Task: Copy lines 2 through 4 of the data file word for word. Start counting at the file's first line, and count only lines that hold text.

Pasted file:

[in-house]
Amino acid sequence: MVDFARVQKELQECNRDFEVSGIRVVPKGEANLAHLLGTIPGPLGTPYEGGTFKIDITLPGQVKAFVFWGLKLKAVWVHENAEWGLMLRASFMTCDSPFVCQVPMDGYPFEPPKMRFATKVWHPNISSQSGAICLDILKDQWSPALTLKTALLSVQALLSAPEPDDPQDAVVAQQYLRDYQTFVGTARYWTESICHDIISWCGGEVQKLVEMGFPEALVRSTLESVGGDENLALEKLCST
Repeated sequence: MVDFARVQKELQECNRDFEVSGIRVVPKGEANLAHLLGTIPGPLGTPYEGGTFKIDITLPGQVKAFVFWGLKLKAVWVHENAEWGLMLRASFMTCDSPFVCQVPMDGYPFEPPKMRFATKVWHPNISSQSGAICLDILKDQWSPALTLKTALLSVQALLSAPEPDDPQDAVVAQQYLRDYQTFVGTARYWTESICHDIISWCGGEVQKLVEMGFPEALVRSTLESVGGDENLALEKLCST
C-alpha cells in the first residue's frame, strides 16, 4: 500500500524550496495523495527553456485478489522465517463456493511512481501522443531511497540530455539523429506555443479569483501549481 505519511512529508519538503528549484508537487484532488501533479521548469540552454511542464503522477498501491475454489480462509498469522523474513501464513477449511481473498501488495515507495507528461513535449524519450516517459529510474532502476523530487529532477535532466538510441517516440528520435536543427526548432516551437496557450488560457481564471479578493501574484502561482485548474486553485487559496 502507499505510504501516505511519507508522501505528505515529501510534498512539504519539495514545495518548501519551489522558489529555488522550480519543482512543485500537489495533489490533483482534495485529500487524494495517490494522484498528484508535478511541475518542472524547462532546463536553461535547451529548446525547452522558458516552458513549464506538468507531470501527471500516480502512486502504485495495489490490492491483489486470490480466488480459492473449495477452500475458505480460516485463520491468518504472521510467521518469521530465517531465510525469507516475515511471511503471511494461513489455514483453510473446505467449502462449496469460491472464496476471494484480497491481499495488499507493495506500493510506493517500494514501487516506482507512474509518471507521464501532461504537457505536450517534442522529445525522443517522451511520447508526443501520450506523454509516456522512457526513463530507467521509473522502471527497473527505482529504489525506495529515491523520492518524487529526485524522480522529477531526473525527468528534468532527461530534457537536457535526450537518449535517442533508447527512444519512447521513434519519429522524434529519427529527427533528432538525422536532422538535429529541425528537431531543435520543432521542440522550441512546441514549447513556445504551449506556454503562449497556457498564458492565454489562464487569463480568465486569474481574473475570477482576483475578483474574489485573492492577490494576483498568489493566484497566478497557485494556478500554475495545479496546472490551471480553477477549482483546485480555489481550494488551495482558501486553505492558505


Amino acid sequence: MVDFARVQKELQECNRDFEVSGIRVVPKGEANLAHLLGTIPGPLGTPYEGGTFKIDITLPGQVKAFVFWGLKLKAVWVHENAEWGLMLRASFMTCDSPFVCQVPMDGYPFEPPKMRFATKVWHPNISSQSGAICLDILKDQWSPALTLKTALLSVQALLSAPEPDDPQDAVVAQQYLRDYQTFVGTARYWTESICHDIISWCGGEVQKLVEMGFPEALVRSTLESVGGDENLALEKLCST
Repeated sequence: MVDFARVQKELQECNRDFEVSGIRVVPKGEANLAHLLGTIPGPLGTPYEGGTFKIDITLPGQVKAFVFWGLKLKAVWVHENAEWGLMLRASFMTCDSPFVCQVPMDGYPFEPPKMRFATKVWHPNISSQSGAICLDILKDQWSPALTLKTALLSVQALLSAPEPDDPQDAVVAQQYLRDYQTFVGTARYWTESICHDIISWCGGEVQKLVEMGFPEALVRSTLESVGGDENLALEKLCST
C-alpha cells in the first residue's frame, strides 16, 4: 500500500524550496495523495527553456485478489522465517463456493511512481501522443531511497540530455539523429506555443479569483501549481 505519511512529508519538503528549484508537487484532488501533479521548469540552454511542464503522477498501491475454489480462509498469522523474513501464513477449511481473498501488495515507495507528461513535449524519450516517459529510474532502476523530487529532477535532466538510441517516440528520435536543427526548432516551437496557450488560457481564471479578493501574484502561482485548474486553485487559496 502507499505510504501516505511519507508522501505528505515529501510534498512539504519539495514545495518548501519551489522558489529555488522550480519543482512543485500537489495533489490533483482534495485529500487524494495517490494522484498528484508535478511541475518542472524547462532546463536553461535547451529548446525547452522558458516552458513549464506538468507531470501527471500516480502512486502504485495495489490490492491483489486470490480466488480459492473449495477452500475458505480460516485463520491468518504472521510467521518469521530465517531465510525469507516475515511471511503471511494461513489455514483453510473446505467449502462449496469460491472464496476471494484480497491481499495488499507493495506500493510506493517500494514501487516506482507512474509518471507521464501532461504537457505536450517534442522529445525522443517522451511520447508526443501520450506523454509516456522512457526513463530507467521509473522502471527497473527505482529504489525506495529515491523520492518524487529526485524522480522529477531526473525527468528534468532527461530534457537536457535526450537518449535517442533508447527512444519512447521513434519519429522524434529519427529527427533528432538525422536532422538535429529541425528537431531543435520543432521542440522550441512546441514549447513556445504551449506556454503562449497556457498564458492565454489562464487569463480568465486569474481574473475570477482576483475578483474574489485573492492577490494576483498568489493566484497566478497557485494556478500554475495545479496546472490551471480553477477549482483546485480555489481550494488551495482558501486553505492558505